As we saw in the previous post on the resurrection, Peter looked at Psalm 16 and showed how Jesus’ resurrection was foretold. In Acts 2 Peter goes on to show that Jesus is now at God’s right hand, as Psalm 110 foretold. Jesus Himself had quoted from Psalm 110 and stomped His critics (see e.g. Matt. 22:41-46). And when you look at 110:1 it’s not surprising that they were stomped.
So, we see that Jesus is at God’s right hand until… Until He makes His enemies His footstool. That means that Jesus is coming back—and the New Testament repeatedly says soon—to bring judgment, and pervasive peace through that judgment.
Jesus’ death and resurrection shows that He is indeed the Lord and Messiah. As the Lord and Messiah, He is coming back soon to vanquish every foe and establish His forever reign of peace. In His second coming, He will bring the Kingdom that was expected at His first coming. Read More…
First, I encourage you to read Matthew’s account in the Gospel of Matthew. It will be helpful to read since it’s the longest (Matt. 27:24-62).
In Matthew’s account we see that Jesus dies (v. 45-56) and then Joseph of Arimathea asks Pilate for permission to bury Jesus’ body (Matt. 27:57-61). Joseph did this on the Preparation Day, that is, on Friday, the day before Saturday which is the Sabbath. It was very important that Jesus’ body not stay on the cross on the Sabbath because then the land would be defiled (Jn. 19:31). So, Jesus died on Friday because He was taken off the cross before the Sabbath.
The next day, that is on Saturday, “the chief priests and the Pharisees gathered before Pilate and said, ‘Sir, we remember how that impostor said, while He was still alive, ‘After three days I will rise’” (v. 62). And then they asked for guards and so Pilate granted their request and gave them guards.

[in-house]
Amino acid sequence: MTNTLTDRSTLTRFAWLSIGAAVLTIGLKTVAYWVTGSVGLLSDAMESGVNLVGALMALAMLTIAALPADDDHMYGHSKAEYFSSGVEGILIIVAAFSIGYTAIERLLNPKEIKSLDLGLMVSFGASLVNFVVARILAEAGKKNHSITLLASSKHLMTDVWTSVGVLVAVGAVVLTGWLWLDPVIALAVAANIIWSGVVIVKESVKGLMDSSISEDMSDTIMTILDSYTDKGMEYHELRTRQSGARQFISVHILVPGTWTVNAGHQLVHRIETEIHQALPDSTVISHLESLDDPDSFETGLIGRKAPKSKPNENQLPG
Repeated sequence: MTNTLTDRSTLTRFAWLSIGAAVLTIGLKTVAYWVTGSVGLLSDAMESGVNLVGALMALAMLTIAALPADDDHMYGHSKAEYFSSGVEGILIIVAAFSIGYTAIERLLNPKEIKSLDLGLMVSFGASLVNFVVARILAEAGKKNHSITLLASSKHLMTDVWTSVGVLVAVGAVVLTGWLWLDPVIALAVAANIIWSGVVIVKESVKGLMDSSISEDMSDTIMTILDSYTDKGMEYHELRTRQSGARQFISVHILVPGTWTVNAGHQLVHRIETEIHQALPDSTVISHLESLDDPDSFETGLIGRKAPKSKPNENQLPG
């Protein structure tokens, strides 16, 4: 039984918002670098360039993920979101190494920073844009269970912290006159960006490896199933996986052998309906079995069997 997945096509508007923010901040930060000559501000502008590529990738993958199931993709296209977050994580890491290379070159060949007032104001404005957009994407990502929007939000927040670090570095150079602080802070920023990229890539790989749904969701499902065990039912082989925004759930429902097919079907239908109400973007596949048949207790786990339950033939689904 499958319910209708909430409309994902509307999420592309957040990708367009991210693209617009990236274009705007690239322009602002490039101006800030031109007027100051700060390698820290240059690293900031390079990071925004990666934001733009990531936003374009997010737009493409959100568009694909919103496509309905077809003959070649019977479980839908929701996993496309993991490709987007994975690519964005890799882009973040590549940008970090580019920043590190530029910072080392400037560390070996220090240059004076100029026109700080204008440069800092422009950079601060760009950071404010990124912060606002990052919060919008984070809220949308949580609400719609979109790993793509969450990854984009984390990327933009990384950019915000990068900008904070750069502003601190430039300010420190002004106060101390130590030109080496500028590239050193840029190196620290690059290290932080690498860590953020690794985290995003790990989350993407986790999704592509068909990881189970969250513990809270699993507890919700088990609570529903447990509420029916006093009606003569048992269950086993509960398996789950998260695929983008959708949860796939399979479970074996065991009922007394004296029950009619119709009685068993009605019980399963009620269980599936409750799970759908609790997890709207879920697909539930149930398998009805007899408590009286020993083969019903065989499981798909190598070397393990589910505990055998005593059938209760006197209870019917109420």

Jesus’ life was bathed in the language of the Psalms. Yet, when Jesus quotes Psalm 31 He doesn’t quote it exactly. Instead, He says, “Father, into your hands I commit my spirit” (Lk. 23:46). And so, Jesus’ dying moment was one of trust in His Father. Jesus trusted as He taught us to pray (“Our Father in heaven…”—Matt. 6:9-15). Jesus trusted as He brought a way for us too to go to the Father (Jn. 14:6).
And so we see that Jesus who cries out in despair—trusts God. And we see He laid His life down. Jesus committed Himself into the care of His Father and said, “It is finished” (Jn. 19:30) and breathed His last. Jesus was in control of His life, and He laid it down. The fact that no one took His life from Him but that He laid it down also implies that He is able to “take it up again” (Jn. 10:17).
It is because Jesus trusted God His Father in His life and in His death, and because He freely laid His life down, that we have access to the Father. Jesus makes a way for us by being the perfect sacrifice. Jesus always perfectly trusted God.
So, through Jesus we can have God as our Father. We can go to Him in prayer as Jesus taught us (Matt. 6:9-15). We don’t have to be anxious like unbelievers because we know that we have a heavenly Father who knows all that we need (v. 32). And we can be assured of our Father’s love and care for us because He loved us so much that He sent Jesus (Jn. 3:16).
That’s exactly what happened to Jesus. He was consumed by zeal for the LORD’s house.
Can you imagine the scene? The whole city was frantic with excitement and expectation as Jesus came into Jerusalem. Many expected that Jesus would soon bring freedom from Roman oppression and establish a reign of peace. People expected Jesus to ridicule Rome and inaugurate the Jewish state. Jesus, instead, condemns what’s going on in the Jewish temple.
If Jesus’ actions are unexpected it is because of misunderstanding or lack of zeal on our part. What Jesus did is in full agreement with Scripture (cf. Jer. 7:11; Zech. 14:21). The temple was to be a house of prayer, not a “den of robbers” (Is. 56:7). Specifically, the house of prayer is supposed to be “for all peoples” (v. 7). Because of all the selling, however, the court of the Gentiles would have been so filled with commotion that neither Jew nor Gentile would have been able to pray without distraction.